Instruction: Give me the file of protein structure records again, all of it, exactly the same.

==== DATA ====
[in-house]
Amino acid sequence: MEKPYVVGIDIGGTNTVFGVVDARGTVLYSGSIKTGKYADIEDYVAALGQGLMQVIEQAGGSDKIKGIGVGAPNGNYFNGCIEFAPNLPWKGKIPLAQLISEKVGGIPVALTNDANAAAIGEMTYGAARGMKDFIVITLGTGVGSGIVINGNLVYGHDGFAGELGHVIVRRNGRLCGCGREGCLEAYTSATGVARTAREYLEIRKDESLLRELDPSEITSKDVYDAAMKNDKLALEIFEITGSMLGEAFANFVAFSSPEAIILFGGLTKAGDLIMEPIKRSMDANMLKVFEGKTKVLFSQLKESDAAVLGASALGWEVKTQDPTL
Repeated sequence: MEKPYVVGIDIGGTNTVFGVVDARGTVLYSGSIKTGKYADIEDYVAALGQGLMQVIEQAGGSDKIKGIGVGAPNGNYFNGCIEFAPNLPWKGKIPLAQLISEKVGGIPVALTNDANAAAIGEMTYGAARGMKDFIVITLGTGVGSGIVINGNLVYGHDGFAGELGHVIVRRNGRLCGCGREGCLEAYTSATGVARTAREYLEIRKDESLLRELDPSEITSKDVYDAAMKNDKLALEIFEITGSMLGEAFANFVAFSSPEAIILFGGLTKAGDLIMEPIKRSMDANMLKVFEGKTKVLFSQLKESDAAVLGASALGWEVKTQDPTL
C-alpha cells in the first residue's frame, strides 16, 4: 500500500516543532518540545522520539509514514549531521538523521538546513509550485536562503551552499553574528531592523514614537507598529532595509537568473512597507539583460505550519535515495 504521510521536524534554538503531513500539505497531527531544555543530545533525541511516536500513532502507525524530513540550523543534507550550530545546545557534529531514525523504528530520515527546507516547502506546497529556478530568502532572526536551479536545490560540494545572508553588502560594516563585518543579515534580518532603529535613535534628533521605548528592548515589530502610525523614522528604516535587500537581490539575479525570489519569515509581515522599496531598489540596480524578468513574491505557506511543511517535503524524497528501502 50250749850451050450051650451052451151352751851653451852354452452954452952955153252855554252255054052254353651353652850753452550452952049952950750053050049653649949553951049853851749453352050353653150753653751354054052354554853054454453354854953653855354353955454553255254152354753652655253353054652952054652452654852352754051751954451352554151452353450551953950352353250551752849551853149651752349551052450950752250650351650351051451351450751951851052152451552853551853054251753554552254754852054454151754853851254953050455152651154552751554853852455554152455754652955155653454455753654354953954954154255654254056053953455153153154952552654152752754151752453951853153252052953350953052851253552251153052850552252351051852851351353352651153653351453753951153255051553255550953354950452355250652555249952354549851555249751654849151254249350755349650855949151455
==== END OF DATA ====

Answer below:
[in-house]
Amino acid sequence: MEKPYVVGIDIGGTNTVFGVVDARGTVLYSGSIKTGKYADIEDYVAALGQGLMQVIEQAGGSDKIKGIGVGAPNGNYFNGCIEFAPNLPWKGKIPLAQLISEKVGGIPVALTNDANAAAIGEMTYGAARGMKDFIVITLGTGVGSGIVINGNLVYGHDGFAGELGHVIVRRNGRLCGCGREGCLEAYTSATGVARTAREYLEIRKDESLLRELDPSEITSKDVYDAAMKNDKLALEIFEITGSMLGEAFANFVAFSSPEAIILFGGLTKAGDLIMEPIKRSMDANMLKVFEGKTKVLFSQLKESDAAVLGASALGWEVKTQDPTL
Repeated sequence: MEKPYVVGIDIGGTNTVFGVVDARGTVLYSGSIKTGKYADIEDYVAALGQGLMQVIEQAGGSDKIKGIGVGAPNGNYFNGCIEFAPNLPWKGKIPLAQLISEKVGGIPVALTNDANAAAIGEMTYGAARGMKDFIVITLGTGVGSGIVINGNLVYGHDGFAGELGHVIVRRNGRLCGCGREGCLEAYTSATGVARTAREYLEIRKDESLLRELDPSEITSKDVYDAAMKNDKLALEIFEITGSMLGEAFANFVAFSSPEAIILFGGLTKAGDLIMEPIKRSMDANMLKVFEGKTKVLFSQLKESDAAVLGASALGWEVKTQDPTL
C-alpha cells in the first residue's frame, strides 16, 4: 500500500516543532518540545522520539509514514549531521538523521538546513509550485536562503551552499553574528531592523514614537507598529532595509537568473512597507539583460505550519535515495 504521510521536524534554538503531513500539505497531527531544555543530545533525541511516536500513532502507525524530513540550523543534507550550530545546545557534529531514525523504528530520515527546507516547502506546497529556478530568502532572526536551479536545490560540494545572508553588502560594516563585518543579515534580518532603529535613535534628533521605548528592548515589530502610525523614522528604516535587500537581490539575479525570489519569515509581515522599496531598489540596480524578468513574491505557506511543511517535503524524497528501502 50250749850451050450051650451052451151352751851653451852354452452954452952955153252855554252255054052254353651353652850753452550452952049952950750053050049653649949553951049853851749453352050353653150753653751354054052354554853054454453354854953653855354353955454553255254152354753652655253353054652952054652452654852352754051751954451352554151452353450551953950352353250551752849551853149651752349551052450950752250650351650351051451351450751951851052152451552853551853054251753554552254754852054454151754853851254953050455152651154552751554853852455554152455754652955155653454455753654354953954954154255654254056053953455153153154952552654152752754151752453951853153252052953350953052851253552251153052850552252351051852851351353352651153653351453753951153255051553255550953354950452355250652555249952354549851555249751654849151254249350755349650855949151455